We had a very snowy February and March here in North Central Idaho. Snow slid off the roof creating giant banks of snow on the side of my house and barn. We plowed the driveway clear with the tractor this year, and created monstrous sized mountains of plowed snow all over our property.
But now the sun is shining during the day, and the snow is melting off. Thankfully it’s been a slow process so far…but nothing can stop the spring MUD. Mud on the driveway where the sun hits makes for a slimy trip to and from the highway. Mud where we park. And ever so slowly the snow and ice is melting off too. I may not be able to see the grass in my yard for several more weeks, but walk ways that have been plowed are melting quickly – I think we are down from 6 inches of packed snow (and let’s face it…ice) to just an inch or two in front of the house. By the weekend I may see some gravel – or mud more likely. But it’s progress!!!
Now my prayer focus is that the weather continues to cooperate and our spring melt is slow and gradual, with cold overnight temperatures, and minimal rain. You see, my house sits down in a valley along a creek bed. As the snow melts above us, gravity does its thing, and the spring runoff fills our creek to capacity – and often over the banks. We have lived here for almost 15 years now, and nearly every spring is wrought with worry and careful monitoring of the creek’s behavior. Most years it is uneventful, with the water running high for a week, cresting over the banks for a few hours each day, and then receding. But there are times when the runoff runs faster than we would like and the water level rises up to the house for a 6-8 hour nerve wracking stent before it goes back down. As long as we have lived here, we have been lucky enough to avoid any water damage to our home – and we do carry flood insurance – but we know our home has flooded in the past. There are 2 times that the water was high and we went through the house and picked up all the important stuff off the floor, piled things on beds, couches, tables, said a few fervent prayers – and went to bed. We have been blessed to wake up to dry floors and receded water, but it humbles you in those moments. You have to make quick but decisive choices about what really matters, and what will be just part of the mess.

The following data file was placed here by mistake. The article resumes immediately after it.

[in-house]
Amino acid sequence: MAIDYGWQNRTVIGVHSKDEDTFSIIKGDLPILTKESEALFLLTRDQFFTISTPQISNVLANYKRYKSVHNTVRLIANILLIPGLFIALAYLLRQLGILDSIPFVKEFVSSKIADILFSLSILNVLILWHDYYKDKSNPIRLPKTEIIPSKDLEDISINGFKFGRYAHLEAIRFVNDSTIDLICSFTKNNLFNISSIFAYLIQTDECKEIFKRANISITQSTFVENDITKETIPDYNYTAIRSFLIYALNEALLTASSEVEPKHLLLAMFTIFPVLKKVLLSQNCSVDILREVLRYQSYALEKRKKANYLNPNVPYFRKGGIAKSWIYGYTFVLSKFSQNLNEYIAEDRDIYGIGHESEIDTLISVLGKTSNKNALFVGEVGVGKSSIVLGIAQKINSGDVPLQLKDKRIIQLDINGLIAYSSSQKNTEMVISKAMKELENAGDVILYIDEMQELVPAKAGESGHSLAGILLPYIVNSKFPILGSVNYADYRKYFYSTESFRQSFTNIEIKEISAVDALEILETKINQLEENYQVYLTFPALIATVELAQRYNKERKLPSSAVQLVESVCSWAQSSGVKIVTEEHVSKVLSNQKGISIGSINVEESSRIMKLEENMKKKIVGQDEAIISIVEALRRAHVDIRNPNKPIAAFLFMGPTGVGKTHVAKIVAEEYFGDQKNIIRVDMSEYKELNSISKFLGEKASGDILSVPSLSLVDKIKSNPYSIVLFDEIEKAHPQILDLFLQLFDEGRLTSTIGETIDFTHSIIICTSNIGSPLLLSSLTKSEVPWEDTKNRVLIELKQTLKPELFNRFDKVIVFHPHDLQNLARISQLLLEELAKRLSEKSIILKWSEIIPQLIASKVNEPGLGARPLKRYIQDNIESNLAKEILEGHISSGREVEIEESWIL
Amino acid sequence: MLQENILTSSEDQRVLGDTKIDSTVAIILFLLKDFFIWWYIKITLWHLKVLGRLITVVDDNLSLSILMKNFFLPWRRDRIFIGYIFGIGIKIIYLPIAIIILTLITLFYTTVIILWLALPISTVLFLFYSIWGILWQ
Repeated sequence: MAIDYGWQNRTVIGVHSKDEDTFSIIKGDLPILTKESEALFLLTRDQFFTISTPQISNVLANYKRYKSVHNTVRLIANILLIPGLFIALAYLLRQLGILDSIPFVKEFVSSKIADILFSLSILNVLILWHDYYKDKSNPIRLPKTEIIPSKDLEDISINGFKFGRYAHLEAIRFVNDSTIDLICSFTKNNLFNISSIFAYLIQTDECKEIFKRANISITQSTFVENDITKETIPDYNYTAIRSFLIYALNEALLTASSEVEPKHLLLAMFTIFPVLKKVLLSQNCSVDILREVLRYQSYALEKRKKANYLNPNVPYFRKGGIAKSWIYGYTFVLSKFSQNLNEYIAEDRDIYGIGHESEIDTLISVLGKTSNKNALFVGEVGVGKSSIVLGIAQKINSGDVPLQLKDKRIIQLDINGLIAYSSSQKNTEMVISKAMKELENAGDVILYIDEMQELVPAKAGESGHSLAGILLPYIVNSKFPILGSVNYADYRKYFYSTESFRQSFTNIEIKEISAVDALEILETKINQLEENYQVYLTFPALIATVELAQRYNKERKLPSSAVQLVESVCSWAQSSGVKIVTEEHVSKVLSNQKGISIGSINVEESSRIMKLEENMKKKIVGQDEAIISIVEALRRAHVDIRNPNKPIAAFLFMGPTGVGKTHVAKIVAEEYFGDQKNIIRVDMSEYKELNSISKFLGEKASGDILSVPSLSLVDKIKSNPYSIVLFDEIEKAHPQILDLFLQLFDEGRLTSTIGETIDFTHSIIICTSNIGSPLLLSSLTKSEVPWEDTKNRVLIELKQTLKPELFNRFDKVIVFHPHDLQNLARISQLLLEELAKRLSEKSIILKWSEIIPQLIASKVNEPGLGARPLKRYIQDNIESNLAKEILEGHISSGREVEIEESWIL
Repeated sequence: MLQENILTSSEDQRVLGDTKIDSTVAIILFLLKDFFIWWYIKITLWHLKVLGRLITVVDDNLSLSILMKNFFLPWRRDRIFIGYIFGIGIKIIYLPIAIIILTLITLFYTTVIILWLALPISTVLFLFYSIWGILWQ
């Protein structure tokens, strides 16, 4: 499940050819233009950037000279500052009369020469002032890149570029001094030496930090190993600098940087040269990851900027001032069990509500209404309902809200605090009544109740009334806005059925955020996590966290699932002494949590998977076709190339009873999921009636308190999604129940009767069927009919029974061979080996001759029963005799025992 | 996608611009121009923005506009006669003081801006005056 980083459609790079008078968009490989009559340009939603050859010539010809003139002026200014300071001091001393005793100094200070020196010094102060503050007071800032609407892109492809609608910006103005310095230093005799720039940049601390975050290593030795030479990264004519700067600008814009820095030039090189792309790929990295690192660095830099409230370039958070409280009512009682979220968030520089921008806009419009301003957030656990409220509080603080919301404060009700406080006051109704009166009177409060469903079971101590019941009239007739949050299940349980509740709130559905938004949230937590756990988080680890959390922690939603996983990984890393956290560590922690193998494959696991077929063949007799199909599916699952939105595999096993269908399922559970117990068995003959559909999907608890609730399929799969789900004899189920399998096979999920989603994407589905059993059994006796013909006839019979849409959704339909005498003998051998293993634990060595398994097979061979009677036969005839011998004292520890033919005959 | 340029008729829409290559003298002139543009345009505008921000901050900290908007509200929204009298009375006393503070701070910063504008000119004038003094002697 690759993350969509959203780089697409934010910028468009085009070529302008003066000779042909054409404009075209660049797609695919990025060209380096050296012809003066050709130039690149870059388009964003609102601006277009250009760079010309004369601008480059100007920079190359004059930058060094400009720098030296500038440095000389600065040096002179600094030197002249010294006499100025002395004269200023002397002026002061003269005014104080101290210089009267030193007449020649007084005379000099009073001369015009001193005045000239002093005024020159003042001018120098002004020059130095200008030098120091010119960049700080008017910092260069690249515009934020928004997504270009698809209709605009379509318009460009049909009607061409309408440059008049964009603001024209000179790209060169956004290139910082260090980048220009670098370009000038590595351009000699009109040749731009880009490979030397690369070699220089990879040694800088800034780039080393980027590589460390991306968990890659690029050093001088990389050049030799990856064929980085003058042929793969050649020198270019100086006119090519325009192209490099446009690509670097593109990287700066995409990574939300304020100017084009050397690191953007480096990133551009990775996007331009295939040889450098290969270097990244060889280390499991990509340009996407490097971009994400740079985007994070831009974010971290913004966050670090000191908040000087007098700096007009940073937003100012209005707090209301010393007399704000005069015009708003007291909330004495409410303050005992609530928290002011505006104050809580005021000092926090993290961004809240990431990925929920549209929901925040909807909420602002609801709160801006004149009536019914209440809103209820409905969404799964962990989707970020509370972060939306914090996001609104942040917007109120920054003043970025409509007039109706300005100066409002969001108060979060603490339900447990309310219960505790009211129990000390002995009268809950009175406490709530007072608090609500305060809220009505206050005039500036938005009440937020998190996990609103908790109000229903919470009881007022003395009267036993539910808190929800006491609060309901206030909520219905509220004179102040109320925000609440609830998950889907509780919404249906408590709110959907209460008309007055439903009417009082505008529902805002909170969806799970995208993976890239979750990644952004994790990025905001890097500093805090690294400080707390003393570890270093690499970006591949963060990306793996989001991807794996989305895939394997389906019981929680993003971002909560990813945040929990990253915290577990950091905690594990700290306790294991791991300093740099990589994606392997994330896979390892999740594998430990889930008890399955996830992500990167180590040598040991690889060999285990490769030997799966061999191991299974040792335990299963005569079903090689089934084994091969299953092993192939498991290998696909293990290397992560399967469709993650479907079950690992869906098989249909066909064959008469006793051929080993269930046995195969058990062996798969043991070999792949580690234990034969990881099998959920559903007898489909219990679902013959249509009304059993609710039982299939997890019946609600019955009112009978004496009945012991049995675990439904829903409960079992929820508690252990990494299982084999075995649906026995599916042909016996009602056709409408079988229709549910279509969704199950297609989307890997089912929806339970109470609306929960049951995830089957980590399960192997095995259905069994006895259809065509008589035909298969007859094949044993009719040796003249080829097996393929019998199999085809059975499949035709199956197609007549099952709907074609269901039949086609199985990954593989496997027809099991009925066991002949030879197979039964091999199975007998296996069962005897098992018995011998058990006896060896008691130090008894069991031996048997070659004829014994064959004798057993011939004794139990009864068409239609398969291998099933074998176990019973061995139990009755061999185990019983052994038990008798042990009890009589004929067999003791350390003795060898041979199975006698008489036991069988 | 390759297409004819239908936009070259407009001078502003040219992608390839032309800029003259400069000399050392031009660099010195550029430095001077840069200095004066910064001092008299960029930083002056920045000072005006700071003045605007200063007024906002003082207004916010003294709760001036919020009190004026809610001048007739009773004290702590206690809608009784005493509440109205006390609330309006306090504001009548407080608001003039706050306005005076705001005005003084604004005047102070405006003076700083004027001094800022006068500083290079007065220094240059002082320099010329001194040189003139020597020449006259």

Isn’t that just human nature though, to worry about the things that are out of our control? To spend hours planning for what ifs and then what – thinking that maybe if I have a perfect plan, and do all the right steps in the right order, I can influence the outcome. Right??? No. Really I can’t. I can’t influence the weather. I can’t alter the flow of the creek. I’m not that powerful. But I can have a plan to grab the dogs, a few essentials for myself and them, pick up a few things from the floor, and park my car on the top portion of the driveway – in case we need to leave quickly. And that is in fact our plan – one we hope we don’t have to initiate, but we are prepared for. It’s simple and without a lot of detail – because what will be will be. If I’ve learned anything in my life, it’s that I can’t control everything, and there is no point to letting worry and fear consume me.